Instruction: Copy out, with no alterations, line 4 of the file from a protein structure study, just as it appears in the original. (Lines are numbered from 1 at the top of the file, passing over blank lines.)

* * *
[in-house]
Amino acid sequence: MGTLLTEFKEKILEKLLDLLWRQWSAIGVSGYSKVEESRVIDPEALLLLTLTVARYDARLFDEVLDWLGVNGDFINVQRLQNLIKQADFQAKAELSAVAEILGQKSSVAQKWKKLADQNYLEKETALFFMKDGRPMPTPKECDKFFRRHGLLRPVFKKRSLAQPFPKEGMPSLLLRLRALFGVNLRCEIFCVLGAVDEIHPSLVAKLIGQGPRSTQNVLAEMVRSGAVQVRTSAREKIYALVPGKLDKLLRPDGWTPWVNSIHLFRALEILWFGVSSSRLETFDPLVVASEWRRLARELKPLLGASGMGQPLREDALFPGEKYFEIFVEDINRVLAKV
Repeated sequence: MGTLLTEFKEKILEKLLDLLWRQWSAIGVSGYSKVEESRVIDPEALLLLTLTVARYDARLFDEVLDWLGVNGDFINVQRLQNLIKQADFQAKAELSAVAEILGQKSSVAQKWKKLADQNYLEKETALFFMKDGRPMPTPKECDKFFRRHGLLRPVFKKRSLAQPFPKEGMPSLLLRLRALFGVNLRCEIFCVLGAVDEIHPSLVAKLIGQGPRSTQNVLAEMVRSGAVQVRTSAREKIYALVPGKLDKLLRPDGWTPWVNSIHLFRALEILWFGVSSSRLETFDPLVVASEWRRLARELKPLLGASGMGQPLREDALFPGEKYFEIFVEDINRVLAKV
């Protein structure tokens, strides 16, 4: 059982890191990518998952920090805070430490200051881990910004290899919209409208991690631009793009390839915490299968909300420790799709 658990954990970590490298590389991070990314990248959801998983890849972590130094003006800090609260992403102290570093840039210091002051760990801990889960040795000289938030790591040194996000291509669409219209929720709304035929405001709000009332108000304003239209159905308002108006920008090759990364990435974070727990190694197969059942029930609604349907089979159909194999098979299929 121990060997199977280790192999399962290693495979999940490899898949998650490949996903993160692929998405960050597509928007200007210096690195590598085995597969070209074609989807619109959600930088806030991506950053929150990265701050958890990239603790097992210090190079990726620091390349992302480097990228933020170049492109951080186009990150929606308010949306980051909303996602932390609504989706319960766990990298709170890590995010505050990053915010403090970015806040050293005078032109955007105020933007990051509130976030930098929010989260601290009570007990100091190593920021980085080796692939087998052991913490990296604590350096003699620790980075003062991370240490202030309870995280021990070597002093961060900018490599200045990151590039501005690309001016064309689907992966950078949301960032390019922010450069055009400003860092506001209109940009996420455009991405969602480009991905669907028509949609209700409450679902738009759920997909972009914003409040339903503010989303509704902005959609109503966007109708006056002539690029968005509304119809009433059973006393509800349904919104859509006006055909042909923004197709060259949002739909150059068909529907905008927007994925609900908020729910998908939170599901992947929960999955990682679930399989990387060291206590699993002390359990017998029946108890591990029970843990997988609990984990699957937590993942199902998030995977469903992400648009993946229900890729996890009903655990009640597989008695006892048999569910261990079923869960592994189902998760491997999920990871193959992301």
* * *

């Protein structure tokens, strides 16, 4: 059982890191990518998952920090805070430490200051881990910004290899919209409208991690631009793009390839915490299968909300420790799709 658990954990970590490298590389991070990314990248959801998983890849972590130094003006800090609260992403102290570093840039210091002051760990801990889960040795000289938030790591040194996000291509669409219209929720709304035929405001709000009332108000304003239209159905308002108006920008090759990364990435974070727990190694197969059942029930609604349907089979159909194999098979299929 121990060997199977280790192999399962290693495979999940490899898949998650490949996903993160692929998405960050597509928007200007210096690195590598085995597969070209074609989807619109959600930088806030991506950053929150990265701050958890990239603790097992210090190079990726620091390349992302480097990228933020170049492109951080186009990150929606308010949306980051909303996602932390609504989706319960766990990298709170890590995010505050990053915010403090970015806040050293005078032109955007105020933007990051509130976030930098929010989260601290009570007990100091190593920021980085080796692939087998052991913490990296604590350096003699620790980075003062991370240490202030309870995280021990070597002093961060900018490599200045990151590039501005690309001016064309689907992966950078949301960032390019922010450069055009400003860092506001209109940009996420455009991405969602480009991905669907028509949609209700409450679902738009759920997909972009914003409040339903503010989303509704902005959609109503966007109708006056002539690029968005509304119809009433059973006393509800349904919104859509006006055909042909923004197709060259949002739909150059068909529907905008927007994925609900908020729910998908939170599901992947929960999955990682679930399989990387060291206590699993002390359990017998029946108890591990029970843990997988609990984990699957937590993942199902998030995977469903992400648009993946229900890729996890009903655990009640597989008695006892048999569910261990079923869960592994189902998760491997999920990871193959992301």